The atmosphere is like being part of a family. We have direct contact with the runners, and we strongly want them to feel at home. The scenery is incredible, so we don’t have to do anything there. Costa Brava and the Pyrenees are the most international tourist destinations in Spain and the local tourism offices did a great job in promoting them. This helped us to attract more international runners.

costa brava stage run runners women

How do you plan to grow your events in the next five years?

Jordi: Right now, we reached the maximum participation in all our events: 140 runners at Pyrenees, and 250 each at Costa Brava and Brama. We don't want them to grow more because, as we said, we like to keep it professional and familiar. For each race, it is important to have a minimum number of runners to make it financially feasible. Luckily, we reached those numbers easily. This year we added Brama and in five years we’d like to add another race.

How does the organization of your races work? Do you rely a lot on the local communities?

Tomas: The two of us work full time and then another girl helps us on the logistics of the event. For other things, we hire externals, from photography to video. For things like aid stations or checkpoints, we have volunteers, and we want them to enjoy the event too. It's like working obviously because you wake up early and you are out in the mountains all day. We want them to enjoy their work so that they come year after year and they bring their friends as well. We've had a volunteer coming for the past two years from the States. He just knew about us from the internet and now keeps coming back. We also make sure to have a high ratio of volunteers over runners. In this way, we provide the best experience to runners.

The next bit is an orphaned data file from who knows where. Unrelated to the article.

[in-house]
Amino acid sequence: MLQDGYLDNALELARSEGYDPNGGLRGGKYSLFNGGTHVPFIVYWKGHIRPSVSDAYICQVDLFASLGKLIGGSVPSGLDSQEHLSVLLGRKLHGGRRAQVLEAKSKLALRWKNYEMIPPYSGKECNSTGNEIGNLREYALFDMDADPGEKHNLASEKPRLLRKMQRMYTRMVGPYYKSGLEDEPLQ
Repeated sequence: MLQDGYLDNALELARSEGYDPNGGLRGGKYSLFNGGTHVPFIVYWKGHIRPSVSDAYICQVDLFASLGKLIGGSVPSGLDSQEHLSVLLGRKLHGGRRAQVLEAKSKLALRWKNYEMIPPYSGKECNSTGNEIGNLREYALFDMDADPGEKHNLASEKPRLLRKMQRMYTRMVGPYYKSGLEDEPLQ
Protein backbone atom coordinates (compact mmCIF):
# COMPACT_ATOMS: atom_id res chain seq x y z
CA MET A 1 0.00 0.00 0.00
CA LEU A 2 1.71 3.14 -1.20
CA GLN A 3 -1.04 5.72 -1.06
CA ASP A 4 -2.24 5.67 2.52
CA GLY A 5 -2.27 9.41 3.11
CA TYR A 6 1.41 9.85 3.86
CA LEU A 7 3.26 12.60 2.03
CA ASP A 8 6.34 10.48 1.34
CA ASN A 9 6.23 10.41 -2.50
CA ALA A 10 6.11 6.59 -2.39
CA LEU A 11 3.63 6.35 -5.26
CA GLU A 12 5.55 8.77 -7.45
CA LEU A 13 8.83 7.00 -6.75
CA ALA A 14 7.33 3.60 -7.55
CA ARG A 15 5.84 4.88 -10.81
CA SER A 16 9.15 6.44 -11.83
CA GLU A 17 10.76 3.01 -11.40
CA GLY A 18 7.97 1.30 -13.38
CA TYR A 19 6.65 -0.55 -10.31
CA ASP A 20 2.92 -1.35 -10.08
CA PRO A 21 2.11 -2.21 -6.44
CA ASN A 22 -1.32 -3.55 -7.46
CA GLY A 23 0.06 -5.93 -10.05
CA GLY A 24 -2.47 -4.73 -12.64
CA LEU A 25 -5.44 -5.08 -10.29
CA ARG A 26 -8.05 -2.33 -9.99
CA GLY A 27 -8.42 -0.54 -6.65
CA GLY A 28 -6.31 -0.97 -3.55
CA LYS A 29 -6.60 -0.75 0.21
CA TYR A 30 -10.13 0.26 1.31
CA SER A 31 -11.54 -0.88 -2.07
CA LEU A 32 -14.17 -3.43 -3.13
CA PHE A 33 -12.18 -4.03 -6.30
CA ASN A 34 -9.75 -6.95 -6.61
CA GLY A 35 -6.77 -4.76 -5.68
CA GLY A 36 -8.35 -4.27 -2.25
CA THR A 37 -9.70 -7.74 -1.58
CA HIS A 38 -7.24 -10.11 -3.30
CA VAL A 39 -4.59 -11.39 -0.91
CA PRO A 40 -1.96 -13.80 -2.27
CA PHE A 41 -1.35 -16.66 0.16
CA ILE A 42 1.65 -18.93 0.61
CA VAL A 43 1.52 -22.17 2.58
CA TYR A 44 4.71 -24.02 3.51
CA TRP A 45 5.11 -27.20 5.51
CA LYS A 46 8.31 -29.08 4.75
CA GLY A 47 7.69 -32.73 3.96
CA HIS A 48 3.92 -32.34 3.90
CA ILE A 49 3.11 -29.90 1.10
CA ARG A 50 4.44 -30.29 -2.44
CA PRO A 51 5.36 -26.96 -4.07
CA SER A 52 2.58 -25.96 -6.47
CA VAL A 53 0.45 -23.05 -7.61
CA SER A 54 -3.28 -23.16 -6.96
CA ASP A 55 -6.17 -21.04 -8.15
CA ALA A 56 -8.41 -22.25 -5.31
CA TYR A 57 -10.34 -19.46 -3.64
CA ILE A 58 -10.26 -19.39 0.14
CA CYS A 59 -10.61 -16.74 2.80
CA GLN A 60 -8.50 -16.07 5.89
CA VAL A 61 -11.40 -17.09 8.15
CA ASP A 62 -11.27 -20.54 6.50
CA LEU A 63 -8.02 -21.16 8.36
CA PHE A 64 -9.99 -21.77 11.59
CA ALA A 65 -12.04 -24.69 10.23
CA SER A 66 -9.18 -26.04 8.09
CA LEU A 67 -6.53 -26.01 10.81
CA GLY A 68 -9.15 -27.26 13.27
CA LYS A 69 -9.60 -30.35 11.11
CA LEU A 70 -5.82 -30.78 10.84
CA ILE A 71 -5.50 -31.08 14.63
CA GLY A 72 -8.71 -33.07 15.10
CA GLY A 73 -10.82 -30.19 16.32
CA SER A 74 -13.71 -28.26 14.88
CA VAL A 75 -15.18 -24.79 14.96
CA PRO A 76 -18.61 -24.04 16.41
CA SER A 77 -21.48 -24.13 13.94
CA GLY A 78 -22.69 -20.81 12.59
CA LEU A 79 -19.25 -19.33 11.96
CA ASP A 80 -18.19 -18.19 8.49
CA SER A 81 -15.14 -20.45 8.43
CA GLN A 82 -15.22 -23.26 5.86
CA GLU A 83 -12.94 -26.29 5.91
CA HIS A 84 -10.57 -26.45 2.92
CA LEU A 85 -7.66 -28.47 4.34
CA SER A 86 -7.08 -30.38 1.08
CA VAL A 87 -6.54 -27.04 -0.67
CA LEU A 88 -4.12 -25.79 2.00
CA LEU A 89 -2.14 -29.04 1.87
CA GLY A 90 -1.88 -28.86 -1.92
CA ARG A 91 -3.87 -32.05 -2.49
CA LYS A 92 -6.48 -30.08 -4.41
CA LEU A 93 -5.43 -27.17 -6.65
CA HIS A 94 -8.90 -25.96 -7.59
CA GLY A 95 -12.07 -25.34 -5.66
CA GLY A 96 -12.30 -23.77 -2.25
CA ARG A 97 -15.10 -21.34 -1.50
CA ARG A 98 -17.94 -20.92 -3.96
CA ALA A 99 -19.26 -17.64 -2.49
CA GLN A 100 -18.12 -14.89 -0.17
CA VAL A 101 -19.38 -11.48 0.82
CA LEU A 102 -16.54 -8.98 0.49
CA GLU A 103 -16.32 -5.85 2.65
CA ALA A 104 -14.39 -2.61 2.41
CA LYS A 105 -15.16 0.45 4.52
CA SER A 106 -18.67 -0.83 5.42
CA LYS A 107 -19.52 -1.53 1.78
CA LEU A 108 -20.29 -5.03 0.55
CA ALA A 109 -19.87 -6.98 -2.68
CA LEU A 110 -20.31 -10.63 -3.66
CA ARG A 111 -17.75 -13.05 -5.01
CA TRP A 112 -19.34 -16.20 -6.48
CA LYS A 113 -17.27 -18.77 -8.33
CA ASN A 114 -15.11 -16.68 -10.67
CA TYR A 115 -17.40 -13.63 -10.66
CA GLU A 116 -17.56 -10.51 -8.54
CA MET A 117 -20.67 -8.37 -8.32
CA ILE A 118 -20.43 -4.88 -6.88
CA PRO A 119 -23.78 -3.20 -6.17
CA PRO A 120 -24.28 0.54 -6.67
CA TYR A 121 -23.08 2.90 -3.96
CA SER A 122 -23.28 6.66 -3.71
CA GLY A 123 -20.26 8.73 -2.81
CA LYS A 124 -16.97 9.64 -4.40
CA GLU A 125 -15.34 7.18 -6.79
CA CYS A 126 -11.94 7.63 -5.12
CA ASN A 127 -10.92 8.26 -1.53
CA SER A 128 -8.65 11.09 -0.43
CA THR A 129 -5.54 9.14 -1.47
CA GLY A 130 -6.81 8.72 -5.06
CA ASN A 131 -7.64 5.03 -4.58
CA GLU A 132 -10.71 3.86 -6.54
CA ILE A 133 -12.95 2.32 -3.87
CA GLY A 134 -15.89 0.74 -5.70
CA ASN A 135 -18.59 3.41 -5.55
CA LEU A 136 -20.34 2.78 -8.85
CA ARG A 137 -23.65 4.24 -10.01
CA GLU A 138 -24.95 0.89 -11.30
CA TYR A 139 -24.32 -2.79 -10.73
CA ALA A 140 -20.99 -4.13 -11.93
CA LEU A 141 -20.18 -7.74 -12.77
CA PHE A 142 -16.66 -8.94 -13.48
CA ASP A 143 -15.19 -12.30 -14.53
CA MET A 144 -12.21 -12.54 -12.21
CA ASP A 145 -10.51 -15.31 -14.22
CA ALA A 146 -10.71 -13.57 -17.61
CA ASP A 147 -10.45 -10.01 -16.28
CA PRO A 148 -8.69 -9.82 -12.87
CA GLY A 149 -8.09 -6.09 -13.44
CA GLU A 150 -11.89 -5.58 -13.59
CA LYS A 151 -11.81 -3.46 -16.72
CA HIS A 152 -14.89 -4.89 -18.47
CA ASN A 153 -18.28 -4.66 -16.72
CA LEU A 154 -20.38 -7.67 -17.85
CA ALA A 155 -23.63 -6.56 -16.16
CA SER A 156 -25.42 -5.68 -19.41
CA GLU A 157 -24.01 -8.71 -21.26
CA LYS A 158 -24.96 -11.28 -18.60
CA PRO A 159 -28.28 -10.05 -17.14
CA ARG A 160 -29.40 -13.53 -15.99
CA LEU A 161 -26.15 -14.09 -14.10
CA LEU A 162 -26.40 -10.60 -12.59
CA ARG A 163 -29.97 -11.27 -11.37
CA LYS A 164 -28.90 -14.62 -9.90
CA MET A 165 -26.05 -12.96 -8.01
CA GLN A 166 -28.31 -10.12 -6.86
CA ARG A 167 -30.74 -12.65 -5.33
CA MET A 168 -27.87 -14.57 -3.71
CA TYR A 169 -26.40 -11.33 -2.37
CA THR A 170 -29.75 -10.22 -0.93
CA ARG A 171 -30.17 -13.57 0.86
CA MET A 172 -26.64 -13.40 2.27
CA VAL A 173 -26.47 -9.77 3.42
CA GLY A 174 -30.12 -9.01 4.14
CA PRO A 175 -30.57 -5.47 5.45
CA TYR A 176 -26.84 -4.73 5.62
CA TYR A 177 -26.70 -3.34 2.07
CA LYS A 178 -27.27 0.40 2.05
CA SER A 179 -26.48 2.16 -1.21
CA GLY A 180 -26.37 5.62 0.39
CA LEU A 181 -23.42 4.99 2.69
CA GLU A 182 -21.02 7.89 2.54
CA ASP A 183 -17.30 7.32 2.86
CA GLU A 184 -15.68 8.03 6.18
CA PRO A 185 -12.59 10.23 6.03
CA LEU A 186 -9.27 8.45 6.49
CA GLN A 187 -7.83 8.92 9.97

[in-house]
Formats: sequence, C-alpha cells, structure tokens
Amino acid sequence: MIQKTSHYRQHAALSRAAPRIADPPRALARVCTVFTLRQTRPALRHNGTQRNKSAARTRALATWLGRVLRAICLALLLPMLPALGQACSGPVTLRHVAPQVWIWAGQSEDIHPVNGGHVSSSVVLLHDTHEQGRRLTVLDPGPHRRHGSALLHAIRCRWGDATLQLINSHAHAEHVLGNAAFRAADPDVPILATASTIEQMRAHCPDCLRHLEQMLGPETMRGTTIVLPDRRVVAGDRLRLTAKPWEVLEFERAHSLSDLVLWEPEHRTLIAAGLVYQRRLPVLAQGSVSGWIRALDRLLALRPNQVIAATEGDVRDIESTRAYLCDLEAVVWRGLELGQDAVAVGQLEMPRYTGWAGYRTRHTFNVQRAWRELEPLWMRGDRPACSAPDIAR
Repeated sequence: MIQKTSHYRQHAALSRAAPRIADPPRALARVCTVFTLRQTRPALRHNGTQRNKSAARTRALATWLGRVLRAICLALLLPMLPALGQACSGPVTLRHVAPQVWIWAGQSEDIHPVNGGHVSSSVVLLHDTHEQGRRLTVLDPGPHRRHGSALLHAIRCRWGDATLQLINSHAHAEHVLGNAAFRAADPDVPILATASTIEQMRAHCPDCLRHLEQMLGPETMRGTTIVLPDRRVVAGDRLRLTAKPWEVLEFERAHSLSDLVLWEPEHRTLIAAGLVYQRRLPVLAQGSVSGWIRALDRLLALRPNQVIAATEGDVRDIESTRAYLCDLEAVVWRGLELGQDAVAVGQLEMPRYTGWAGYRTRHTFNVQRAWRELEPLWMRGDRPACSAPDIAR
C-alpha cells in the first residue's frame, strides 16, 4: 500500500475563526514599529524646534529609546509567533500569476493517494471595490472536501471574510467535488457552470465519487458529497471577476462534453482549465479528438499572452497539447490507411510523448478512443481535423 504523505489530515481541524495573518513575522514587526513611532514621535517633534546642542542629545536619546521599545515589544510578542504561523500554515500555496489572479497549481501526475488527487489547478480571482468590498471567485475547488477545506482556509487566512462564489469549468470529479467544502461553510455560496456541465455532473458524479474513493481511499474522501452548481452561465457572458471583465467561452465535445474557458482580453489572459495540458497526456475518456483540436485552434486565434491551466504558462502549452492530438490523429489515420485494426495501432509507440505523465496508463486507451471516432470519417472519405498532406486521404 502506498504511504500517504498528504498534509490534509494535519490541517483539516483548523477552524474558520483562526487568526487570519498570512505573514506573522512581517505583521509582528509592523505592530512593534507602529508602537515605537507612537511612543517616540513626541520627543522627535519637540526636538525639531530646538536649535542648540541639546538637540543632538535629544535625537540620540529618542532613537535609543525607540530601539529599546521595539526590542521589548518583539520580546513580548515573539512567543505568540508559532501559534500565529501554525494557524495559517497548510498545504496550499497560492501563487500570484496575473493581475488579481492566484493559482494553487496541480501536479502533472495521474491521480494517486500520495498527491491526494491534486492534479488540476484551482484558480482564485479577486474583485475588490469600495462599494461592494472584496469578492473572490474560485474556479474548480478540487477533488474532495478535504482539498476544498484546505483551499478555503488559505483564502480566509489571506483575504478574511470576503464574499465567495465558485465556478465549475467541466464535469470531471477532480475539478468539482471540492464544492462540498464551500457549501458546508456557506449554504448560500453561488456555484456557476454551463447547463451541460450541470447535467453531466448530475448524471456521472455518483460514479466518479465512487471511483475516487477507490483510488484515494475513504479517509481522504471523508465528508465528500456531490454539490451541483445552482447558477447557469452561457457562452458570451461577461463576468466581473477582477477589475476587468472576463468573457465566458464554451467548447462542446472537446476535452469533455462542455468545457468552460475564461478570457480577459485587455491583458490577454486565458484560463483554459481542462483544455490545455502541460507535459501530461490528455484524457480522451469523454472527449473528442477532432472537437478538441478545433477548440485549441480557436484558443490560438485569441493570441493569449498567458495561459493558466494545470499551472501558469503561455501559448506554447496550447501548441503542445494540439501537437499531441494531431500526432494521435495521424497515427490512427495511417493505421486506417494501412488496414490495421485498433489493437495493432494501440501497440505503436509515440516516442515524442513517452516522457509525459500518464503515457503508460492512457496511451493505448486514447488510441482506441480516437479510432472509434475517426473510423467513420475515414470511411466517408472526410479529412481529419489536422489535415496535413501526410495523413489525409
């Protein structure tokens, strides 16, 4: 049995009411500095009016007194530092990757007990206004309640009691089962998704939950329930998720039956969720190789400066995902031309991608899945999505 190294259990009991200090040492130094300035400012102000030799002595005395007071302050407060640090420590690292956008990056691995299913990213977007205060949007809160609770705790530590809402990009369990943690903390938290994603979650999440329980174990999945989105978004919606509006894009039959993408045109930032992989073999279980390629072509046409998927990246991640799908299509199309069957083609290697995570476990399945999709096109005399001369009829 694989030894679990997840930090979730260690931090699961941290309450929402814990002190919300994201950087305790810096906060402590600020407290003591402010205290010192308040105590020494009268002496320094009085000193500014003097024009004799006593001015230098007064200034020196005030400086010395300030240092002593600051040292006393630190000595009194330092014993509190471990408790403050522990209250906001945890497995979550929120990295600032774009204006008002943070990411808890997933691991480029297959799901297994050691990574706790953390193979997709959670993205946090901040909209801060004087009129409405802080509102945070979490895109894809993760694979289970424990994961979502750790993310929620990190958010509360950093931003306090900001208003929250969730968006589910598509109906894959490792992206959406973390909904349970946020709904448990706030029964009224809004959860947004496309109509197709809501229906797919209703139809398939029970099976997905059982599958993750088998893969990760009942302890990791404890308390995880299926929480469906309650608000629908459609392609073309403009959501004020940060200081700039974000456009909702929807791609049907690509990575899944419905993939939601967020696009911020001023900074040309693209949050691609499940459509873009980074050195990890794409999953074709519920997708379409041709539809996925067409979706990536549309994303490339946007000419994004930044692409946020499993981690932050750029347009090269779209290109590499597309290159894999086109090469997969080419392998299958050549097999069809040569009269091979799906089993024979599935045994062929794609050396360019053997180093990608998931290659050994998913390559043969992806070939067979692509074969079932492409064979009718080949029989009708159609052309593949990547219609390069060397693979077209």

Where do you see your race fitting among other Spanish races?

Tomas: It's a good question. We are totally out of that circuit. We offer sports holidays. Our average age is 40 and we have runners above 60 years old too. We are making a name within stage races and sports holidays. There are other stage races in Spain, but we are the only one having such a big percentage of international runners. We are in our bubble.

What we do is not just set up the race, but we organize the transportation and accommodation too. We are like a travel agency. We added things that runners asked for. For example, offering accommodations the night before and after the race. This makes it financially sustainable for us. We operate as a travel agency in a trail running event.

costa brava stage run runner beach

For what you offer to runners and the rise in registration fees for races, it seems that you offer a good deal to runners. How are you able to keep it so affordable?

Jordi: This is something other people pointed out already. We are simple people, and we want to keep our events simple and affordable. Two years ago, Ian Corless came to the Pyrenees and made the same point. He also told us that maybe we are sending the wrong message to the international community with these low prices because people might think of sleeping in dirty hotels and having no food at the aid stations. This is not true of course. So, he said that maybe we should raise our prices but, right now, we are comfortable with these. We feel we are in a sweet spot to make it affordable for many people and provide high-level services.

What would you like to say to runners who didn’t know you before this?

Tomas: We are small races but this year Costa Brava was sold out in November and the Pyrenees in a few weeks. Anyway, there are still basic registrations open – no accommodation is offered. You can come with your family and camp or sleep in a van while they follow you along the course. It is still a great way to experience the race and have a good holiday.